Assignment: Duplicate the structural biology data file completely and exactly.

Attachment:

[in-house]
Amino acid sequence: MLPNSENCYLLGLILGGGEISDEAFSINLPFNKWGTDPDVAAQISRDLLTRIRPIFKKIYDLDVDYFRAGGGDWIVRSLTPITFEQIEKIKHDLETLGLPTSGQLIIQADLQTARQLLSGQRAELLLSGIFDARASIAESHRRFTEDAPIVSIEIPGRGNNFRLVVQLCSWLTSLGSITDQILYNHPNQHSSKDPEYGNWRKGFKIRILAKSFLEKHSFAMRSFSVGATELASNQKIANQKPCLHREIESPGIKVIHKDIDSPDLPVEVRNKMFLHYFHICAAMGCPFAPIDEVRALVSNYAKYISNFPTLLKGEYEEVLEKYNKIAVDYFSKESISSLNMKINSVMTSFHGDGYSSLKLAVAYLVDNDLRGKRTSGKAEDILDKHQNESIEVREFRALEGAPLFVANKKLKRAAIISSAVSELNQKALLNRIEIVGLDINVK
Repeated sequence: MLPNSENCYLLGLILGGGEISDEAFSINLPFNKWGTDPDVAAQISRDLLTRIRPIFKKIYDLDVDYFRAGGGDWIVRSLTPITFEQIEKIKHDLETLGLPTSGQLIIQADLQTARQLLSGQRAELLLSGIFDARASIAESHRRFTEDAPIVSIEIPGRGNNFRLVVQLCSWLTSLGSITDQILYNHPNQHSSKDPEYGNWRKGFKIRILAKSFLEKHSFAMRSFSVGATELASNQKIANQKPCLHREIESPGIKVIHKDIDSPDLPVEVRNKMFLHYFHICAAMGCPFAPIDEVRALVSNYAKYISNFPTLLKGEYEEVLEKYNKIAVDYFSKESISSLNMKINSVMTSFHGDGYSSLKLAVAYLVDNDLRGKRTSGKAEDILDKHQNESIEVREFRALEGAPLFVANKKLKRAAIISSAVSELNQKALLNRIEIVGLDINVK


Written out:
[in-house]
Amino acid sequence: MLPNSENCYLLGLILGGGEISDEAFSINLPFNKWGTDPDVAAQISRDLLTRIRPIFKKIYDLDVDYFRAGGGDWIVRSLTPITFEQIEKIKHDLETLGLPTSGQLIIQADLQTARQLLSGQRAELLLSGIFDARASIAESHRRFTEDAPIVSIEIPGRGNNFRLVVQLCSWLTSLGSITDQILYNHPNQHSSKDPEYGNWRKGFKIRILAKSFLEKHSFAMRSFSVGATELASNQKIANQKPCLHREIESPGIKVIHKDIDSPDLPVEVRNKMFLHYFHICAAMGCPFAPIDEVRALVSNYAKYISNFPTLLKGEYEEVLEKYNKIAVDYFSKESISSLNMKINSVMTSFHGDGYSSLKLAVAYLVDNDLRGKRTSGKAEDILDKHQNESIEVREFRALEGAPLFVANKKLKRAAIISSAVSELNQKALLNRIEIVGLDINVK
Repeated sequence: MLPNSENCYLLGLILGGGEISDEAFSINLPFNKWGTDPDVAAQISRDLLTRIRPIFKKIYDLDVDYFRAGGGDWIVRSLTPITFEQIEKIKHDLETLGLPTSGQLIIQADLQTARQLLSGQRAELLLSGIFDARASIAESHRRFTEDAPIVSIEIPGRGNNFRLVVQLCSWLTSLGSITDQILYNHPNQHSSKDPEYGNWRKGFKIRILAKSFLEKHSFAMRSFSVGATELASNQKIANQKPCLHREIESPGIKVIHKDIDSPDLPVEVRNKMFLHYFHICAAMGCPFAPIDEVRALVSNYAKYISNFPTLLKGEYEEVLEKYNKIAVDYFSKESISSLNMKINSVMTSFHGDGYSSLKLAVAYLVDNDLRGKRTSGKAEDILDKHQNESIEVREFRALEGAPLFVANKKLKRAAIISSAVSELNQKALLNRIEIVGLDINVK